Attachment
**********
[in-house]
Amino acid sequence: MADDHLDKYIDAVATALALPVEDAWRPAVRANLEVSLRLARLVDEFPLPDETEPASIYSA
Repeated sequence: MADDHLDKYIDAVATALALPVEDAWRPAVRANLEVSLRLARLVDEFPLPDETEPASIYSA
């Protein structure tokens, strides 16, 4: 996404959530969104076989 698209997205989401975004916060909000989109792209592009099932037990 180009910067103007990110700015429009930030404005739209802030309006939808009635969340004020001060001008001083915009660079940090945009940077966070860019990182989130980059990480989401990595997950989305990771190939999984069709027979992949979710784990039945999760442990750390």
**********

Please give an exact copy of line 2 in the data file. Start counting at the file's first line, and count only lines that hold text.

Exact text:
Amino acid sequence: MADDHLDKYIDAVATALALPVEDAWRPAVRANLEVSLRLARLVDEFPLPDETEPASIYSA